Below you can watch a few videos playing several flamenco styles and talking a bit about them and the features that makes the guitar to perform great on flamenco style.
Comfort, playability, is possibly the most repeated word when talking about the flamenco guitar, but actually this a concept for ALL instruments. Every musician wants a very comfortable instrument, so it is not exclusive of the flamenco guitar. Let's discuss this topic using some assertions in the flamenco guitar world.
Flamenco guitar must be soft: Error. The concept of "hardness" or "softness" is commonly mixed up with the concept of action. The action is the distance in between the fret crown and the bottom of the string. Obviously, the lower the action, the nearer the strings to the fretboard so they will be more easy to be pressed. But his action has a limit and it depends on the musician and the way he plays, more than of the instrument itself.
Flamenco guitar must have 2mm action: Error. There is no defined action that converts a guitar into a flamenco guitar. This measurement depends totally on the player preferences. So, why two guitars with the same action may feel so different? Here we have some other key factors like the scale lenght, strings tension and the instrument construction style, and here is where the role of the guitar maker takes place.
Flamenco guitar needs a lot of tension: Error. The tension you feel when playing depends on several factors, mainly the strings, the scale length and the top. The strain is the force that the strings exert from the bridge to headstock, that's all. For that reason, you can notice variation on the same guitar depending on which set of strings you are using, but again, this is a personal preference. It is true that a high tension tends to reduce the amplitude in the vibration of the string, helping to reduce the fretting noise and allowing the top to produce more volume (although you have to play harder).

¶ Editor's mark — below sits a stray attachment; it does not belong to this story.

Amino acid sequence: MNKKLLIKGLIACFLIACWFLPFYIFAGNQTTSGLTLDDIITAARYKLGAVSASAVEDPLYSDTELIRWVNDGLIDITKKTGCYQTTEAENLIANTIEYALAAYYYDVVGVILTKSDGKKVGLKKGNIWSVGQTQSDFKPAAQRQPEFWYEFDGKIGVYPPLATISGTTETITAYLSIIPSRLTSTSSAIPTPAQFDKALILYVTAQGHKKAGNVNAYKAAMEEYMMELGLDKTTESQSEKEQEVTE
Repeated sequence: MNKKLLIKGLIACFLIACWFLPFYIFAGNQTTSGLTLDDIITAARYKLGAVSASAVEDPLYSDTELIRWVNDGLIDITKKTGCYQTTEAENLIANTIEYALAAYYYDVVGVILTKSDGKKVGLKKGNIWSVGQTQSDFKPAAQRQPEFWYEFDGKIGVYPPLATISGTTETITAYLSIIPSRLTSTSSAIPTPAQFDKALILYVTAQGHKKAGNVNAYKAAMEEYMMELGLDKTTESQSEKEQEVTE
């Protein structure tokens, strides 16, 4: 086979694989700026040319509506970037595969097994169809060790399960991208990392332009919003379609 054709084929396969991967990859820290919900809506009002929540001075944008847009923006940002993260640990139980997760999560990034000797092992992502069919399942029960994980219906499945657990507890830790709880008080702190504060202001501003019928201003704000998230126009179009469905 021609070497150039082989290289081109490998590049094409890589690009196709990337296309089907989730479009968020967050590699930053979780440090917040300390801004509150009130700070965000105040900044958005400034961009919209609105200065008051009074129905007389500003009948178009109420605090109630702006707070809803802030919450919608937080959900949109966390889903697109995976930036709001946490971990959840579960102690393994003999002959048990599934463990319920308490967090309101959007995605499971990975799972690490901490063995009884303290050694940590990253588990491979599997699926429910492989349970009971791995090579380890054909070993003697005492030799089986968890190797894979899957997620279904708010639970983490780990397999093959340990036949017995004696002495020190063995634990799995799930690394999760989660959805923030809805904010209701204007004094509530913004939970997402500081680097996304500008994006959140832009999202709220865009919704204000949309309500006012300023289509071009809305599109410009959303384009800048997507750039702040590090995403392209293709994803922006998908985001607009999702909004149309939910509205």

Flamenco guitar must have long scale: Error. But it is true that the long scale helps in achieving a higher tension, and everything that comes with it. Anyway, it is not a mandatory feature. The only criteria you should follow when chosing the scale lenght for your guitar is the extension of your hand palm. Here is where the guitar makes has to compensate for scale lenght and adjust the tension accordingly, and this is not an easy task, otherwise, everybody would be a great maker.
Flamenco guitar strings must be close to the top: Error. Traditionaly it was said that the flamenco guitar must have the string very close to the top, up the point of holding a cigarette en between the top and strings right in front of the bridge. It is true that having the strings near to the top, because of physics reasons that cannot be covered in this article, helps achieving a more percussive sound, quick atack and quick decay: very flamenco features. This height is known as saddle height and corresponds to the bridge height plus the protuding bone. Nowadays there is not a correct or right measurement, and it totally depends on the player. But it is true that for the flamenco technique, we tend to use saddle heights in between 6 and 10mm.
Now that you know the most important features about the flamenco guitar sound and feeling, it is the moment to open the eyes and choose for the aesthetics. It makes no sense to discuss on this topic because there is no unique criteria about this. The only thing to mention is that traditionally the flamenco guitar has been built using Spanish Cypress, but we all know that there are great flamenco guitars built with rosewood and many other woods. Today, there are no limits.
The topic about finishing is a separate topic, and well worthing to write its own article... maybe next time!!
Thanks for reading, and I really hope this article was useful for you. Don't hesitate to contact me if you have questions by clicking here.